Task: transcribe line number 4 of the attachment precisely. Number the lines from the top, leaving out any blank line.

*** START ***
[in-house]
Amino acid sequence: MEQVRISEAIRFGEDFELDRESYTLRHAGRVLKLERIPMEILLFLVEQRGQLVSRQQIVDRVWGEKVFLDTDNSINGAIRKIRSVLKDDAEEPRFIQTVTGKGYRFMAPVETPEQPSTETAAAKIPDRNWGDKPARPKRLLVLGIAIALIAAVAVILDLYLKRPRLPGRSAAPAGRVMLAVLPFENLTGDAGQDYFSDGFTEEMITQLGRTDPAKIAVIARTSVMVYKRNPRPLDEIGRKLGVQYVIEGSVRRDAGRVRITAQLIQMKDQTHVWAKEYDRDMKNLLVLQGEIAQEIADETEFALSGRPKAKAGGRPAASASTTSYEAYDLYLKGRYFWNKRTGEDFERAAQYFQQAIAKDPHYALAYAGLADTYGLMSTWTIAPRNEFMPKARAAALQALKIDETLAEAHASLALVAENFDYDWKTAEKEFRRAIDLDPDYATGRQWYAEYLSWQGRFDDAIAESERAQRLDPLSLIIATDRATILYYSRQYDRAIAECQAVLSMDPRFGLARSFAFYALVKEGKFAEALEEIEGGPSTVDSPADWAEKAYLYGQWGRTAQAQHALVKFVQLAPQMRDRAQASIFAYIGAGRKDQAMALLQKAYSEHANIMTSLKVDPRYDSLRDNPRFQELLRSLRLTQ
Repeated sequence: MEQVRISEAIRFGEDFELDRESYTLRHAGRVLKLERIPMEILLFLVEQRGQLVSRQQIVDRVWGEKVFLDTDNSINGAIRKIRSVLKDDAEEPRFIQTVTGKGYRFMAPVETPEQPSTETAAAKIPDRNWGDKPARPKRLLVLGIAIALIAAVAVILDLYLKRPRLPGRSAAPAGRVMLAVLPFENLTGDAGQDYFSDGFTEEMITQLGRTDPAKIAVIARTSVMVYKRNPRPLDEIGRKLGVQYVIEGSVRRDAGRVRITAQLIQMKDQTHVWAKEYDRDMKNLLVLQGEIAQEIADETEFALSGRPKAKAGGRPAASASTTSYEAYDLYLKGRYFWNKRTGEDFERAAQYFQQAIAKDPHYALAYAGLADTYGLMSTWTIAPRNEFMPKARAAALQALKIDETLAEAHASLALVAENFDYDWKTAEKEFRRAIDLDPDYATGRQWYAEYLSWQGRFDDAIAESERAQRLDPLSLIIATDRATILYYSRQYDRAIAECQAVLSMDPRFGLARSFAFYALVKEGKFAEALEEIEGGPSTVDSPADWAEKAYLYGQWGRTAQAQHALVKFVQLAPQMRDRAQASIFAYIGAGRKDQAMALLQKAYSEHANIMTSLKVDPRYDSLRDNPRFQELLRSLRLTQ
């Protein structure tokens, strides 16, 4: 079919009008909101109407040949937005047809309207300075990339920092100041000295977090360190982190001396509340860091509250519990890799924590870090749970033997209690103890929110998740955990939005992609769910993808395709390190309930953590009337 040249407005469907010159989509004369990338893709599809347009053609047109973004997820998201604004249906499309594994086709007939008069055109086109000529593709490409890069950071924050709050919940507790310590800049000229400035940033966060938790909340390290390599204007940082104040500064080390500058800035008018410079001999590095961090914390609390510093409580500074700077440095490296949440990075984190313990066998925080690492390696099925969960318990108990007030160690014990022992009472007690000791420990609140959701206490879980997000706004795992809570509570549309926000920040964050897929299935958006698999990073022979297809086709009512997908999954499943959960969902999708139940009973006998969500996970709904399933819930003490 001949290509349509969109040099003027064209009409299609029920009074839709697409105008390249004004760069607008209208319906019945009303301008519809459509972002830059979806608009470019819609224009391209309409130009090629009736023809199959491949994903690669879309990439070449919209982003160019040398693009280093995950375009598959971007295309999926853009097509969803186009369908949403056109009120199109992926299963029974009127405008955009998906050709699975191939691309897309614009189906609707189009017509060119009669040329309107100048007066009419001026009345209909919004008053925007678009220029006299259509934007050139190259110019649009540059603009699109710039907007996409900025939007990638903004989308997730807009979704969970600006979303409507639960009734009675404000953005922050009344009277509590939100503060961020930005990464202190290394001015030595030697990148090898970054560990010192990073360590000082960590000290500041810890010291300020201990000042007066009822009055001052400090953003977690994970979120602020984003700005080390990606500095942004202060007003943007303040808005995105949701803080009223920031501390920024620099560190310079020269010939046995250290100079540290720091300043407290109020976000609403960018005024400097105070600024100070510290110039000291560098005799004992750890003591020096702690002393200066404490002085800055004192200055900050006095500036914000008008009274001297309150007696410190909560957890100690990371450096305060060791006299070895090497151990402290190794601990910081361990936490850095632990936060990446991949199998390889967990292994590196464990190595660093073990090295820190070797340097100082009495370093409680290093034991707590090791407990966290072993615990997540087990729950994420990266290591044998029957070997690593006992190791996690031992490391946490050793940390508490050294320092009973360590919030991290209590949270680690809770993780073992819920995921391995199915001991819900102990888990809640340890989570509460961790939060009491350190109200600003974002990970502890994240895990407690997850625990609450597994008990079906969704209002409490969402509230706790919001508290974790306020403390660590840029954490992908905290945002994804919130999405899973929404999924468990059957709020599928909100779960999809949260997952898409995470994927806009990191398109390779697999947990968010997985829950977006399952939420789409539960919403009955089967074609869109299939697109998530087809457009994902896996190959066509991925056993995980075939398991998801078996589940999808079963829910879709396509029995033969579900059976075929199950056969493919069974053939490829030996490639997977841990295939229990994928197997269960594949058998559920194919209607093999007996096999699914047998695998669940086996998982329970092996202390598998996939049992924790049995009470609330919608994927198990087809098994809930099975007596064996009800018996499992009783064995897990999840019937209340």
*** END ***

């Protein structure tokens, strides 16, 4: 079919009008909101109407040949937005047809309207300075990339920092100041000295977090360190982190001396509340860091509250519990890799924590870090749970033997209690103890929110998740955990939005992609769910993808395709390190309930953590009337 040249407005469907010159989509004369990338893709599809347009053609047109973004997820998201604004249906499309594994086709007939008069055109086109000529593709490409890069950071924050709050919940507790310590800049000229400035940033966060938790909340390290390599204007940082104040500064080390500058800035008018410079001999590095961090914390609390510093409580500074700077440095490296949440990075984190313990066998925080690492390696099925969960318990108990007030160690014990022992009472007690000791420990609140959701206490879980997000706004795992809570509570549309926000920040964050897929299935958006698999990073022979297809086709009512997908999954499943959960969902999708139940009973006998969500996970709904399933819930003490 001949290509349509969109040099003027064209009409299609029920009074839709697409105008390249004004760069607008209208319906019945009303301008519809459509972002830059979806608009470019819609224009391209309409130009090629009736023809199959491949994903690669879309990439070449919209982003160019040398693009280093995950375009598959971007295309999926853009097509969803186009369908949403056109009120199109992926299963029974009127405008955009998906050709699975191939691309897309614009189906609707189009017509060119009669040329309107100048007066009419001026009345209909919004008053925007678009220029006299259509934007050139190259110019649009540059603009699109710039907007996409900025939007990638903004989308997730807009979704969970600006979303409507639960009734009675404000953005922050009344009277509590939100503060961020930005990464202190290394001015030595030697990148090898970054560990010192990073360590000082960590000290500041810890010291300020201990000042007066009822009055001052400090953003977690994970979120602020984003700005080390990606500095942004202060007003943007303040808005995105949701803080009223920031501390920024620099560190310079020269010939046995250290100079540290720091300043407290109020976000609403960018005024400097105070600024100070510290110039000291560098005799004992750890003591020096702690002393200066404490002085800055004192200055900050006095500036914000008008009274001297309150007696410190909560957890100690990371450096305060060791006299070895090497151990402290190794601990910081361990936490850095632990936060990446991949199998390889967990292994590196464990190595660093073990090295820190070797340097100082009495370093409680290093034991707590090791407990966290072993615990997540087990729950994420990266290591044998029957070997690593006992190791996690031992490391946490050793940390508490050294320092009973360590919030991290209590949270680690809770993780073992819920995921391995199915001991819900102990888990809640340890989570509460961790939060009491350190109200600003974002990970502890994240895990407690997850625990609450597994008990079906969704209002409490969402509230706790919001508290974790306020403390660590840029954490992908905290945002994804919130999405899973929404999924468990059957709020599928909100779960999809949260997952898409995470994927806009990191398109390779697999947990968010997985829950977006399952939420789409539960919403009955089967074609869109299939697109998530087809457009994902896996190959066509991925056993995980075939398991998801078996589940999808079963829910879709396509029995033969579900059976075929199950056969493919069974053939490829030996490639997977841990295939229990994928197997269960594949058998559920194919209607093999007996096999699914047998695998669940086996998982329970092996202390598998996939049992924790049995009470609330919608994927198990087809098994809930099975007596064996009800018996499992009783064995897990999840019937209340």